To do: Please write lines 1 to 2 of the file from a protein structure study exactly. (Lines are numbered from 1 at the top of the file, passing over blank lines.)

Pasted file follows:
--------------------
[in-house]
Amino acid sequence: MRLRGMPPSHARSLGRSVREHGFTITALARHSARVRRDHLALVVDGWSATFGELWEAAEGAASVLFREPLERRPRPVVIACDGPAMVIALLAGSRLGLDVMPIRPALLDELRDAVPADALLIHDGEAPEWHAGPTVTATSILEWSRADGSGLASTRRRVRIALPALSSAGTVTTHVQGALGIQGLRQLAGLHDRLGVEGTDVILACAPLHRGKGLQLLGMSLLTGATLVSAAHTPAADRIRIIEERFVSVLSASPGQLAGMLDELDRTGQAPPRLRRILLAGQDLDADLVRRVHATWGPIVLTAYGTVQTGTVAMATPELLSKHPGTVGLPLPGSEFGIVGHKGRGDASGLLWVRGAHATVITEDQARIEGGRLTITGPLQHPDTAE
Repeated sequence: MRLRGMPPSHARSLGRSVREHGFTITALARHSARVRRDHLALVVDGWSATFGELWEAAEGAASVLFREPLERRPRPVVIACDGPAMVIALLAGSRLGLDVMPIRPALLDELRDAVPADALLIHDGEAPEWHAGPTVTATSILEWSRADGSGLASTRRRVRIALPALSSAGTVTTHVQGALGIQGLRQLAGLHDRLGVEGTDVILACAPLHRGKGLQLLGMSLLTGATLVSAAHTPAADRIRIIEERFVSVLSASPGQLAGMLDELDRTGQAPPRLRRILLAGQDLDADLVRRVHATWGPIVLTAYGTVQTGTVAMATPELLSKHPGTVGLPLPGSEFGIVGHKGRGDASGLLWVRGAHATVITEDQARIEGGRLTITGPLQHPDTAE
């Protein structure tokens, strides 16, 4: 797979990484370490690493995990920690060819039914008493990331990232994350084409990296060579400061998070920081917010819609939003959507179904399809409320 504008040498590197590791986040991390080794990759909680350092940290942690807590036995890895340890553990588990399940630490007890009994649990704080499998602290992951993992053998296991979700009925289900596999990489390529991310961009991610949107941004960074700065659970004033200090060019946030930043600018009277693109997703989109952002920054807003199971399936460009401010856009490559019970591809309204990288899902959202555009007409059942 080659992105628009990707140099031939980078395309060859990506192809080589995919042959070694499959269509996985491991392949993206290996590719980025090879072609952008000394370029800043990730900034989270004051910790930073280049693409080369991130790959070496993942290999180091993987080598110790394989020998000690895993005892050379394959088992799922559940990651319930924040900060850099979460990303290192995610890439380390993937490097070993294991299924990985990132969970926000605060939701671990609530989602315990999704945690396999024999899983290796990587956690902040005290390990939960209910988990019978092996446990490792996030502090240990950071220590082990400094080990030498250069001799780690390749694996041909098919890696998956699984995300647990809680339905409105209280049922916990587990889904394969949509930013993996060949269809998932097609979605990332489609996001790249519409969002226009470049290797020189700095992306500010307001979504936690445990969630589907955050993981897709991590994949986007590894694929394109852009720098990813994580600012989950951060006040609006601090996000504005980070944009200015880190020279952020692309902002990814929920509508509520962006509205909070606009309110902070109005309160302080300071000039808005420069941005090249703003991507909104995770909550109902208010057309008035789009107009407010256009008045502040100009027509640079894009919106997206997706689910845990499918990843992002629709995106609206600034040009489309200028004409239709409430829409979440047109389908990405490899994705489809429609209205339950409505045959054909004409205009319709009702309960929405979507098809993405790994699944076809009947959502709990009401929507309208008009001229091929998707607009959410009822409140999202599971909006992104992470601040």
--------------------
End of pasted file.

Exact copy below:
[in-house]
Amino acid sequence: MRLRGMPPSHARSLGRSVREHGFTITALARHSARVRRDHLALVVDGWSATFGELWEAAEGAASVLFREPLERRPRPVVIACDGPAMVIALLAGSRLGLDVMPIRPALLDELRDAVPADALLIHDGEAPEWHAGPTVTATSILEWSRADGSGLASTRRRVRIALPALSSAGTVTTHVQGALGIQGLRQLAGLHDRLGVEGTDVILACAPLHRGKGLQLLGMSLLTGATLVSAAHTPAADRIRIIEERFVSVLSASPGQLAGMLDELDRTGQAPPRLRRILLAGQDLDADLVRRVHATWGPIVLTAYGTVQTGTVAMATPELLSKHPGTVGLPLPGSEFGIVGHKGRGDASGLLWVRGAHATVITEDQARIEGGRLTITGPLQHPDTAE